Some girls like guys with huge muscles and glowing tans or rock stars or bad boys or rich guys, etc. Me? I like handy guys. If I were in high school today, I'd have a big picture of Tom Silva from This Old House or Norm Abram, the New Yankee Workshop guy, in my locker. Lucky for me, I snagged a guy who crawls under the house to fix the plumbing and looks awesome in a minivan.

I mentioned my affinity for guys in toolbelts--and Matt's many manly virtues--in a Sunday school discussion a few months ago, and a few of the guys in the class laughed out loud at the idea(admittedly, I set them up to do this by momentarily forgetting that the male mind is a sewer). Their view of manhood, it seems, is embodied by the big, beefy athlete or the type A aggressive man, or...I don't know...the guy with the most weapons and dead animal heads above the fireplace. They laughed, good-naturedly of course, at my glowing description of Matt the Manly Man because he's not all that big or aggressive and he isn't bothered in the least by acting uncool in public. In fact, he thrives on public displays of dorkiness. It's like crack to him. Our kids love it, but they'll hate it someday.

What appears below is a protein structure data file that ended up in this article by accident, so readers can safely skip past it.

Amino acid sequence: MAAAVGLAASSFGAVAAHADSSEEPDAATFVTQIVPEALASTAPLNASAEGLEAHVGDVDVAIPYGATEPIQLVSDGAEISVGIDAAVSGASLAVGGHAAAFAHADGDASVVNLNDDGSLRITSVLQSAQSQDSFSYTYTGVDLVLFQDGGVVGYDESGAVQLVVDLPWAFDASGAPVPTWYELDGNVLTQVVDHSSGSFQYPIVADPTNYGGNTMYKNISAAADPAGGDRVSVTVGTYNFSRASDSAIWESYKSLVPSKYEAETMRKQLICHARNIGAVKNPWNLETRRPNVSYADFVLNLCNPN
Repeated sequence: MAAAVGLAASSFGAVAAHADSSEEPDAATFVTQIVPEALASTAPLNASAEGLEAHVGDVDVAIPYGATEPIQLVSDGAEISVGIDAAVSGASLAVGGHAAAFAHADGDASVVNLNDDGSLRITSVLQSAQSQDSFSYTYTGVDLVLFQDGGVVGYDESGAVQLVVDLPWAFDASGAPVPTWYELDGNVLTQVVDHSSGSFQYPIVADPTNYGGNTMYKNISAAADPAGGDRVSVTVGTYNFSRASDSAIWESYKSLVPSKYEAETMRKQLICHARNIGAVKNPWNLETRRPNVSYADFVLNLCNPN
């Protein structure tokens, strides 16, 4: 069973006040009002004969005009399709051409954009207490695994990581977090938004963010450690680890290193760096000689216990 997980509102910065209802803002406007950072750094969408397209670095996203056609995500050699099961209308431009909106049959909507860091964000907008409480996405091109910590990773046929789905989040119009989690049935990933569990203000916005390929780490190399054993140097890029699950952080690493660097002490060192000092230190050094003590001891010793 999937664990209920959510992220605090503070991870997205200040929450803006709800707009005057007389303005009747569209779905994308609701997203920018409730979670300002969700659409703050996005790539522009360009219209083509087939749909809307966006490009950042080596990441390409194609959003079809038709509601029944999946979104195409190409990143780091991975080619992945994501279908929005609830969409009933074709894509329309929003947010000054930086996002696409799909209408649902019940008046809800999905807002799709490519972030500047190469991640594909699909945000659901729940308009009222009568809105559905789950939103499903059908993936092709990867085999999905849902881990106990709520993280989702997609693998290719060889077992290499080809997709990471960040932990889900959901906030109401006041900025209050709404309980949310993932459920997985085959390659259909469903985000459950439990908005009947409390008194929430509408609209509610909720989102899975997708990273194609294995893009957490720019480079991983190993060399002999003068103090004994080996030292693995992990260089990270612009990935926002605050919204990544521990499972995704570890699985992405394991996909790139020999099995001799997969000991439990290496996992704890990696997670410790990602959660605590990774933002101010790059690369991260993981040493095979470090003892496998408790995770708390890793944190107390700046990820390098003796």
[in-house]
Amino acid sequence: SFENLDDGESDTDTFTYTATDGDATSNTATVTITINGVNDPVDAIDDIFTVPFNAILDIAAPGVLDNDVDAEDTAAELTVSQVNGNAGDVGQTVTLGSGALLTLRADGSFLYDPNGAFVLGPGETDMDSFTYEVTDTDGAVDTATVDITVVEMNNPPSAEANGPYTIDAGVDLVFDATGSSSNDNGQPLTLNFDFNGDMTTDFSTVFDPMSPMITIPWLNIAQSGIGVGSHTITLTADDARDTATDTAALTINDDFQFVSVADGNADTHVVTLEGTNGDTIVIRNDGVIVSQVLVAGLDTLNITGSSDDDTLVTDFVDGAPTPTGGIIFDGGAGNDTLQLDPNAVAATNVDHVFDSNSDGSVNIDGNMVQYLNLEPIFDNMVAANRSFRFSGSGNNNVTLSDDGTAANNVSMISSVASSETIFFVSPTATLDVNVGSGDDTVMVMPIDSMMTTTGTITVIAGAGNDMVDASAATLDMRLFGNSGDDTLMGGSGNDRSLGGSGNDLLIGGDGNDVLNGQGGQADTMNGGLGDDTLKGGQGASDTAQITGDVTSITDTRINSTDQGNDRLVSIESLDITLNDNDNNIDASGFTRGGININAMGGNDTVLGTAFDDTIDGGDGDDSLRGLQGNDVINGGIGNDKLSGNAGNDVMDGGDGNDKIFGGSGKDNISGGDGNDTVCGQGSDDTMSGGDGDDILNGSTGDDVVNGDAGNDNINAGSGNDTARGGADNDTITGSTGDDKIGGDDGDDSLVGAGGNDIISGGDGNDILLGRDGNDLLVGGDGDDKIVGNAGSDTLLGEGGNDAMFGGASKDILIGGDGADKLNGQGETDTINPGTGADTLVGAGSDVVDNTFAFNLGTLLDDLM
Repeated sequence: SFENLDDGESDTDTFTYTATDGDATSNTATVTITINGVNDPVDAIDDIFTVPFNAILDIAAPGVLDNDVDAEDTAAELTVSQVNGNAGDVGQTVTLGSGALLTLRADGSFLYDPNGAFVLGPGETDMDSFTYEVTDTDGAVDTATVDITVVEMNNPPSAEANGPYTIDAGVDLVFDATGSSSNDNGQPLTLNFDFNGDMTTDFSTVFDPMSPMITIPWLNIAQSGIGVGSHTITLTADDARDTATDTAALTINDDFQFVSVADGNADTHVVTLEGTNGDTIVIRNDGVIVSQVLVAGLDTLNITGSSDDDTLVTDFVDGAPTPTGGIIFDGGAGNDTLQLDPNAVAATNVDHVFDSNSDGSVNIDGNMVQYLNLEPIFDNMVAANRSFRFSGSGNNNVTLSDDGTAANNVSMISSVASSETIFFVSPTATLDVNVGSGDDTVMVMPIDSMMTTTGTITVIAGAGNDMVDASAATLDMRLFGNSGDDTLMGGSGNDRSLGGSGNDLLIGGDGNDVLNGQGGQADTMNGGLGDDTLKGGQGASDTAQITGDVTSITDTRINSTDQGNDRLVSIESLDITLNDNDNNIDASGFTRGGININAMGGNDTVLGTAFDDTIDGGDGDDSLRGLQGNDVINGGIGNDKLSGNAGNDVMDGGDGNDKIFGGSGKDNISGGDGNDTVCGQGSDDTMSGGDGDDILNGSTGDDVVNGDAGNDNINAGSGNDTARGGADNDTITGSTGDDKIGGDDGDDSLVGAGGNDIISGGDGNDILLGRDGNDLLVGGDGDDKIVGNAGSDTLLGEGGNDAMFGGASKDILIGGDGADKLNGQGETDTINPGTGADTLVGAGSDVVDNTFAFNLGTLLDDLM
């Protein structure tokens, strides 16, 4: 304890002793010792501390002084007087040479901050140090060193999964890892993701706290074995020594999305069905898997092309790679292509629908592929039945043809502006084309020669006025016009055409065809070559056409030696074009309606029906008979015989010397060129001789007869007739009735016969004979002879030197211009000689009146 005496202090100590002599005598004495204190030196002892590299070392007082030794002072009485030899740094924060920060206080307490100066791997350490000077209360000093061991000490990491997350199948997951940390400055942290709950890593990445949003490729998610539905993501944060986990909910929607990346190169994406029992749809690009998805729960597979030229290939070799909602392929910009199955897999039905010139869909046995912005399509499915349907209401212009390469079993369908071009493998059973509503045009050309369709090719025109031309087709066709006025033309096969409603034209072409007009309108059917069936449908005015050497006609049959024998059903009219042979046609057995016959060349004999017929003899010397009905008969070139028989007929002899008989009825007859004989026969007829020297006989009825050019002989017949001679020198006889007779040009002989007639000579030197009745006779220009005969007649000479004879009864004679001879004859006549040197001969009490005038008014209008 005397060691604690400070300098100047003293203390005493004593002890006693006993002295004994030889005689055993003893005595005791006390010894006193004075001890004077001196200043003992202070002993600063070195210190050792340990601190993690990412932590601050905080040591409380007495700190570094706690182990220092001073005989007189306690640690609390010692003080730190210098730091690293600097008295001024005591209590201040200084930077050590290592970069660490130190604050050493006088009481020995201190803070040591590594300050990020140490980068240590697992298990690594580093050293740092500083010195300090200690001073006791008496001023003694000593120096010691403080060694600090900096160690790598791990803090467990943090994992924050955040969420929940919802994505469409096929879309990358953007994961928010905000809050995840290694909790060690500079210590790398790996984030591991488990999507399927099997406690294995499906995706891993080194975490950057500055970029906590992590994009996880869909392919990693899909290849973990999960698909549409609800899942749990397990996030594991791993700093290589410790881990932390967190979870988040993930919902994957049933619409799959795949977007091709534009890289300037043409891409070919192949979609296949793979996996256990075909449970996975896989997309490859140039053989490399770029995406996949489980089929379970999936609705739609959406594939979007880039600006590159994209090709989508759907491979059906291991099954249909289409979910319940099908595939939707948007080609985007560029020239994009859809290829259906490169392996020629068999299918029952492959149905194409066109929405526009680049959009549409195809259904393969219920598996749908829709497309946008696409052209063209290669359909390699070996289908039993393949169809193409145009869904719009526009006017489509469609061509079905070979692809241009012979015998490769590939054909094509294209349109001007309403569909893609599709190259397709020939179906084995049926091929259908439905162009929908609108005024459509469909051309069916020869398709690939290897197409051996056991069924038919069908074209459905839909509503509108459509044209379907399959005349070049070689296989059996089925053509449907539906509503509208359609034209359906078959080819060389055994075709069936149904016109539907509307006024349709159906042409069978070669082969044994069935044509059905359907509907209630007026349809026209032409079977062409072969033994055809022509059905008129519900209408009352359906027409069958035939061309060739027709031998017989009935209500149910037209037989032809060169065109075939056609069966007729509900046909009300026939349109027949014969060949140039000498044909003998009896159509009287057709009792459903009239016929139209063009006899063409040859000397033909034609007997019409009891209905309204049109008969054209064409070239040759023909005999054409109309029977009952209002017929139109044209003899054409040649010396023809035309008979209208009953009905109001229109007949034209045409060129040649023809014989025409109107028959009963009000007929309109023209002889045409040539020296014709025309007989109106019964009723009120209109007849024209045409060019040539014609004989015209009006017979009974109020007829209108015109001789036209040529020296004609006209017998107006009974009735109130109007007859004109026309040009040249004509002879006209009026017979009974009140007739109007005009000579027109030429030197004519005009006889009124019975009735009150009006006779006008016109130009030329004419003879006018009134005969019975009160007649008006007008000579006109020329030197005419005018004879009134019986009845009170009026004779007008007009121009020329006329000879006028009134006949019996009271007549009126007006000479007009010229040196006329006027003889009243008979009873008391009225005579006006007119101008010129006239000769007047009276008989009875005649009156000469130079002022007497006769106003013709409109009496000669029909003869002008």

"But Matt was a cross-country runner", I said.
"What's that got to do with being manly?", they joked back.
"Well,in the most important areas of life, endurance bests brute strength every time," I replied pointedly.

And somehow nobody could argue with that.